Do you disclose sponsored posts? You really should, you know!
Disclosure isn’t something I’ve seen talked about a lot on the web lately, unless it’s people complaining about TechCrunch, or TechCrunch a throwing a rather pathetic hissy fit about biased reviews (see the comments for a good laugh).
Disclosure appears to be something that seasoned bloggers just take for granted and don’t bother talking about, but I think it’s something that we need to keep bringing up because many of today’s bloggers are new to the scene and missed all the fuss.
Back in 2009 the FTC published guidelines regarding the use endorsements and testimonials in advertising . The guidelines basically made it clear that a blogger (or celebrity, but then again we’re all celebrities these days right?) must disclose any arrangement where the company compensates the blogger for a review, positive mention, or sponsored post. This also applies to social platforms such as Twitter and.
If you don’t disclose, then you and the company risk being fined.
Here’s a link to to complete guidelines for those new to blogging or who haven’t previously read them: Guides Concerning the Use of Endorsements and Testimonials in Advertising (.pdf). If the legalese is too much for you check out this post for a more straightforward explanation.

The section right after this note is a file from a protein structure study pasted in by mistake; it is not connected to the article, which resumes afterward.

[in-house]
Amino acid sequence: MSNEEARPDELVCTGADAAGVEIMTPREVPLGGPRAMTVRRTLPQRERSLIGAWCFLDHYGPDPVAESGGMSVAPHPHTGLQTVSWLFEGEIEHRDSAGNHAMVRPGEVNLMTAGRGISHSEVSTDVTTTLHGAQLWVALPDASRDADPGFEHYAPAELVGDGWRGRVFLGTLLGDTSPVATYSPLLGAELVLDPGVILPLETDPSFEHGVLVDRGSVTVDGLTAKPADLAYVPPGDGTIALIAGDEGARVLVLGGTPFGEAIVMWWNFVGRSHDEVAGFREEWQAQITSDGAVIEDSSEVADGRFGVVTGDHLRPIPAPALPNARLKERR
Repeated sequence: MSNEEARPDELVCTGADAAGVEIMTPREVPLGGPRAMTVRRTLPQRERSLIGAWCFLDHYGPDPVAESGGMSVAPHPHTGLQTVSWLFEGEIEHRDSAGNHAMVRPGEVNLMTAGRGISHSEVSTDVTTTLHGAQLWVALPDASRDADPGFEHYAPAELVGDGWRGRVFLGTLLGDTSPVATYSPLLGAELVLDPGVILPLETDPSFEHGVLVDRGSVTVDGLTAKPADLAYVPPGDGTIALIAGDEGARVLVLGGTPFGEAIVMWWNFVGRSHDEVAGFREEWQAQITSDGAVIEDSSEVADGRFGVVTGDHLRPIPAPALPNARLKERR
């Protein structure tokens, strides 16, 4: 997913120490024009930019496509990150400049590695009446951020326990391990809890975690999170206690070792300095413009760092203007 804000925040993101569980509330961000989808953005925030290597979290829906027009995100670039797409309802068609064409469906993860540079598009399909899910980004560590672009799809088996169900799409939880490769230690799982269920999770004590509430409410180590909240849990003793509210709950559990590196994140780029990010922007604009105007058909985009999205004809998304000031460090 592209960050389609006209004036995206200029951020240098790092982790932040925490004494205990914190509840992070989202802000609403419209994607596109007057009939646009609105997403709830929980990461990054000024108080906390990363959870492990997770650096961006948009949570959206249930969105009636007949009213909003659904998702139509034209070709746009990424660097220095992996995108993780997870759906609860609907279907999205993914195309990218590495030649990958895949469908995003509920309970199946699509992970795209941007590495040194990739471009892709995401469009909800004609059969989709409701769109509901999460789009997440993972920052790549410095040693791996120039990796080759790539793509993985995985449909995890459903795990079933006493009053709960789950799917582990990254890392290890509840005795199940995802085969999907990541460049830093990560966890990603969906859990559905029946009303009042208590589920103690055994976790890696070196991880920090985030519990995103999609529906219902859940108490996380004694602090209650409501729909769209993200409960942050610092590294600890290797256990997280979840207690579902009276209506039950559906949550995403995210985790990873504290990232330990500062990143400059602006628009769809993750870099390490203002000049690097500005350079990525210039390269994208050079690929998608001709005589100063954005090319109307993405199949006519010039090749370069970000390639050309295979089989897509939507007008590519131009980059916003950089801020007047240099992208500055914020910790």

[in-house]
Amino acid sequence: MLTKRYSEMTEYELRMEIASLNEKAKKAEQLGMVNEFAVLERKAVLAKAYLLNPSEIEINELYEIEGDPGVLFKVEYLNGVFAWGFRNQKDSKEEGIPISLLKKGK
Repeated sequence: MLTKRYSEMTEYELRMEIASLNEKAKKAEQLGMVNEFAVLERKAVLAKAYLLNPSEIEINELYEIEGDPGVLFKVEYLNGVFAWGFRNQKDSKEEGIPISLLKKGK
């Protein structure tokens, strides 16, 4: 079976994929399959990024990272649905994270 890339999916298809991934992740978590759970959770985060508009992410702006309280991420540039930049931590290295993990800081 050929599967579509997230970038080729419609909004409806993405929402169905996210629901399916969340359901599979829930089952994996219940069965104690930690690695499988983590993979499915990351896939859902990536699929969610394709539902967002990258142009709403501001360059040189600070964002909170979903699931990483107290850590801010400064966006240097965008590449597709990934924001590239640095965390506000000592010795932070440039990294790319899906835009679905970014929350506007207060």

(FWIW – Here’s my original post about these guidelines from 2009)
I post sponsored posts on this blog. I’ve always marked them clearly as being sponsored both in the post itself (as required by the guidelines) as well as stating it clearly on the policies page – here’s an example post I did earlier today for a Samsung campaign.
I don’t do the $5 sponsored posts that many bloggers do. I’m choosy about the campaigns I will do sponsored posts for, and invariably I have to invoice those companies, which means earnings have to be declared when I do taxes etc…
Yet, I wonder how many folks who do the $5 dollar posts actually disclose them. I see pitches for them, or folks asking for them on the various “I’ll do X for $X” sites (that sounded quite dirty didn’t it?), quite regularly. There’s usually no mention of disclosure in the pitch, or they’re deliberately vague with the wording. I also guess that unless you do a huge number of such posts, it’s rather easy to fly under the radar, not declare them for taxes and maybe even slip them past your readers as well.
Lets be honest, it doesn’t take much encouragement for folks to slip $5 bucks here and $10 there into their PayPal account smug in the knowledge that the tax man, and the FTC will probably never know.
As mentioned above, it’s not just the unscrupulous who may not be disclosing their posts, but it’s also those who are new to blogging since 2009, or simply didn’t become aware of it when it was announced.
So have you been disclosing your posts? Have you forgotten about the FTC guidelines? Were you ever aware of them, or do you simply not care?